Weekend in Xutsnoowú Aaní On the cusp of March and April, an inspired and inspiring group of teachers, organizers and…2023 | Richard Carstensen | 41 pages
A mantra for Discovery naturalists
Since our founding in the late 1980s, several expressions have served our naturalists, leaders and members as pithy summarizers, reminders, mantras, or mission statements. The earliest, maybe, was Everything is a track! Another, invented by a Merli-protegé, was Keep your space, save your face, a devil’s-club-mindfulness chant. Also important to our early evolution was Northrup Frye’s advice: Don’t ask who am I; ask where is here? Not sure that’s a direct quote, but something ‘writerly’ like that
Always eschewing statements when a good query’s handy, we more recently adopted Why do we live here? I first used this to title a 20-minute presentation to a 2012 teachers’ conference on place-based education. At that point, it was primarily a natural historian’s quest, beginning with emplacement of gold in the early Age of Mammals, and not including much about precontact Northwest Coast culture. But that changed when Discovery began assisting in classes by Goldbelt Heritage Foundation and Sealaska Heritage Institute.
Why do we live here? Our 63-page Goldbelt/Discovery course manual by this name describes a ground-breaking synthesis of natural and cultural history in 2013. Our semester class for highschool students was an early collaboration between Goldbelt Heritage, Discovery Southeast, and UAS.
Why did Áak’w Kwáan live here in the depths of the Little Ice Age? Why do we continue to live here in the age of Costco and electric cars? Why (and when) did Aangóon, isthmus town (thumbnail, upper right) become established on the spit enclosing Xunyéi, northwind tidal current (Mitchell Bay)?
Since 2013, that guiding question, Why do we live here, underlies almost everything I do these days. For example, in June 2018, Steve Merli and I taught 2 complementary courses for teachers on local landforms, and on habitats and succession. Throughout, we kept bringing attentions back to the human connections to these classic natural history studies. So, not only what geologic forces created this place, or what biotic trends led to this unique forest or wetland habitat—-but who lived or foraged here, and why?
In this section
‘Syllabus’ for a course at Hoonah, 2014-15 Seems high time I got this and several other ‘scoping’ documents out there…2014: updates 2023 | Richard Carstensen | 66 pages
Twenty-seven crossings of Ḵaalahéenak’u North Douglas Highway’s irritating dead-end has always seemed an affront to public-spirited builders. According to Dan…1985 | Dan Bishop | 34 pages
Morning: In the morning we visited coastal sites at Aanchg̱altsóow, nexus town (Auke Rec) and K’aan Héenak’u, porpoise little bay…2022 | Richard Carstensen | Landforms class archives
Wow! these cross-fingers worked! What an amazing trip! Even better than pure-blue skies, there were enough puffy clouds and mixed…2022 | Richard Carstensen | Landforms class archives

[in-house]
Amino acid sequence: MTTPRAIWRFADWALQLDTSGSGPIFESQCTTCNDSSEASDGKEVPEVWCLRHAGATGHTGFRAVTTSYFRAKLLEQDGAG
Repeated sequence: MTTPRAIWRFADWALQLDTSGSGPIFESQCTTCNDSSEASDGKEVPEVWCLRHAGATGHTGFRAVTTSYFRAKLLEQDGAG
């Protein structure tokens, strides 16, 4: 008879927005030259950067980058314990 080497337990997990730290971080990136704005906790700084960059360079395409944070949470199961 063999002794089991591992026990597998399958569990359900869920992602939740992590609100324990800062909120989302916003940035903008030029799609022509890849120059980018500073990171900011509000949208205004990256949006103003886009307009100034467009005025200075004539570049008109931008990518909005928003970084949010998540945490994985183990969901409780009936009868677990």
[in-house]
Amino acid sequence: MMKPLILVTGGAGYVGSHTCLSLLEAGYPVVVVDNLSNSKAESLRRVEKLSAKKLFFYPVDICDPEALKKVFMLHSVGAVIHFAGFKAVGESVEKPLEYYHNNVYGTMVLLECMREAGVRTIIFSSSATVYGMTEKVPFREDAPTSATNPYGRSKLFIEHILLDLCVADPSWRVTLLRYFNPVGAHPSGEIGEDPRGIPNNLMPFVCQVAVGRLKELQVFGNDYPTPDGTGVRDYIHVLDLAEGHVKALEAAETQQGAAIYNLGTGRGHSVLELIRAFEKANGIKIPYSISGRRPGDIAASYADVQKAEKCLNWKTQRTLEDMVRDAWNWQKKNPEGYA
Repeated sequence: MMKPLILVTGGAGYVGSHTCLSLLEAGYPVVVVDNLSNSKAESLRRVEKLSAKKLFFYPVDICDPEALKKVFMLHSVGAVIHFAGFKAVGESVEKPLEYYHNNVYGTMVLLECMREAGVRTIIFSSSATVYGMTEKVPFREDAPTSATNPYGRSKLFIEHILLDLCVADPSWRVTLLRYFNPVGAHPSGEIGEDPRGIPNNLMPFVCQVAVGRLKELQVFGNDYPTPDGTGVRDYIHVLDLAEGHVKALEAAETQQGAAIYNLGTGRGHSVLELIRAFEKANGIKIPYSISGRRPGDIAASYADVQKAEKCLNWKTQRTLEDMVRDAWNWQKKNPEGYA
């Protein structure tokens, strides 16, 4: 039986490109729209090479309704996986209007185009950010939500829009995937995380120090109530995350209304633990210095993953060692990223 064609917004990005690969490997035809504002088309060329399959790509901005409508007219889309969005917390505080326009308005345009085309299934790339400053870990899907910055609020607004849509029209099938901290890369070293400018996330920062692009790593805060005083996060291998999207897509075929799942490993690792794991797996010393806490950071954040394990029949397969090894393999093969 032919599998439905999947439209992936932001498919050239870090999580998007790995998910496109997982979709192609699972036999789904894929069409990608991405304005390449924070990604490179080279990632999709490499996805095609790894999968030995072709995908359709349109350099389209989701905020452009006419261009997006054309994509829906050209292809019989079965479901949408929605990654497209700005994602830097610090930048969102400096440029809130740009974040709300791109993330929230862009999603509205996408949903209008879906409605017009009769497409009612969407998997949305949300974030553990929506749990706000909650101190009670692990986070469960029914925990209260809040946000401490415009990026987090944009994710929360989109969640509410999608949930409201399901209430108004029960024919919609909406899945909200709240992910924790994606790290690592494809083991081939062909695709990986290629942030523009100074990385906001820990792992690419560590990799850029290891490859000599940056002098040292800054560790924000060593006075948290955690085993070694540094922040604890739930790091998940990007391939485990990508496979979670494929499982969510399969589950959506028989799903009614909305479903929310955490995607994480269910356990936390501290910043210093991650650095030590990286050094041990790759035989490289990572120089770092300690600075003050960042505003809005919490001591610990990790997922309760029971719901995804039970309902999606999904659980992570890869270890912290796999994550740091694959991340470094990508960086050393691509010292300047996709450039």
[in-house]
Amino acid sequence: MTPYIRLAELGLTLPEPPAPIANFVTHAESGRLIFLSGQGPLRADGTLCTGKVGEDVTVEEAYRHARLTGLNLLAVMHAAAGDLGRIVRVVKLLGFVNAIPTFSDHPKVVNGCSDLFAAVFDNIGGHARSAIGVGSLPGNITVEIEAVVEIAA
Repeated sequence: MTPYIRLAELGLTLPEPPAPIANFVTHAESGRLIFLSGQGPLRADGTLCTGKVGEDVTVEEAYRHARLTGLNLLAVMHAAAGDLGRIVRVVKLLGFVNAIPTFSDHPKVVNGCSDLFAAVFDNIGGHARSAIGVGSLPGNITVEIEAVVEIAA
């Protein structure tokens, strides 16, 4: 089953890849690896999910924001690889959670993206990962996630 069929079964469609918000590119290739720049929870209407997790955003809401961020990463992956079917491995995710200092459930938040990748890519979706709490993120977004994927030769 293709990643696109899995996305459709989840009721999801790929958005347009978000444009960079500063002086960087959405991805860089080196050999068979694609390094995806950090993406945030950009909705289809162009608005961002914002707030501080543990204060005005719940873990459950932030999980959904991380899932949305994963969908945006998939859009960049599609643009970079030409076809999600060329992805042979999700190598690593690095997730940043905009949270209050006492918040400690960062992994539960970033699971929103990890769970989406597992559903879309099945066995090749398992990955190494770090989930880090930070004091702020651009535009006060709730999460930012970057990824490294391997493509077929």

Perfect location (except in an ice storm) In 2012, L’eeneidí historian Liana Wallace sent me a high-res scan of Waggoner…2022 | Richard Carstensen | 22 pages
Cybertracking the ‘power outlet’ On July 29th, 2022, 14 Discovery naturalists and their 3 visiting instructors gathered on tidal sand…2022 | Richard Carstensen | 23 page journal excerpt & pageflippers
Exhuming an early slideshow Back in 2011, preparing for a Charter School/Goldbelt Heritage overnight expedition to Methodist Camp,’out-the-road,’ I created…2010: uploaded 2022 | Richard Carstensen | 16 minute slideshow
Unraveling the origins of a fascinating pond Til’héeni, dog salmon stream (Salmon Creek) is a new addition to featured Áak’w…2019 | Richard Carstensen | 4-minute slideshow
If Harriman had been serious About 120 years ago the steamer Albatross conducted watershed surveys, interviews and salmon distribution studies…2019; updated 2023 | Richard Carstensen | 60 pages
Áak’w & T’aaḵú country in 1794 Back in 2010, when first collaborating with Goldbelt Heritage, I began to mine the archives…2011 updated 2021 | Richard Carstensen | 36-minute slideshow
Fifty friends on backloop moraines On a sunny July 17th, 2021, Discovery Southeast and the Southeast Alaska Land Trust hosted…2021 | Richard Carstensen | 8 minute slideshow
Slideshows: Xunaa Káawu Each summer, I try to get over to Hoonah to help my wife Cathy with her research…2021: 2019 | Richard Carstensen | Slideshows, 8- & 4 minutes
Impacts and opportunities: logging roads of Northeast Chichagof Visits to Hoonah rank among the highlights of my year. Especially so…
Powerpoint & script for Discovery Nature Studies I didn’t come to geology by natural inclination. I was gently nudged by…1990 | Richard Carstensen | powerpoint & script
Materials from the Eisenhower Math and Science series In February, 1991, with Gustavus master-naturalist Greg Streveler, Discovery director Cinda Stanek…1991 | Carstensen, Streveler, Stanek & Merli | workshop materials
College-level field mapping in elementary school Probably the most ambitious project undertaken in my pilot Nature Studies program at Harborview,…2018 | Richard Carstensen | 46 pages
Rebound, succession, fish&wildlife, and aviation on our frontyard wetlands In 2011, Jeff Sauer at Juneau Audubon asked for a presentation…2011 | Richard Carstensen | 36-minute slideshow
Kaalahéenak’u, inside a person’s mouth (Peterson Creek) For Clan Conference in autumn, 2015, I prepared a 7-minute animation exploring the…2015 | Richard Carstensen | 7-minute slideshow
An appreciation of 7 good books My father Edwin died in June, 2016 at age 96, in Rochester, New York.…2016: Update, July, 2020 | Richard Carstensen | 13 pages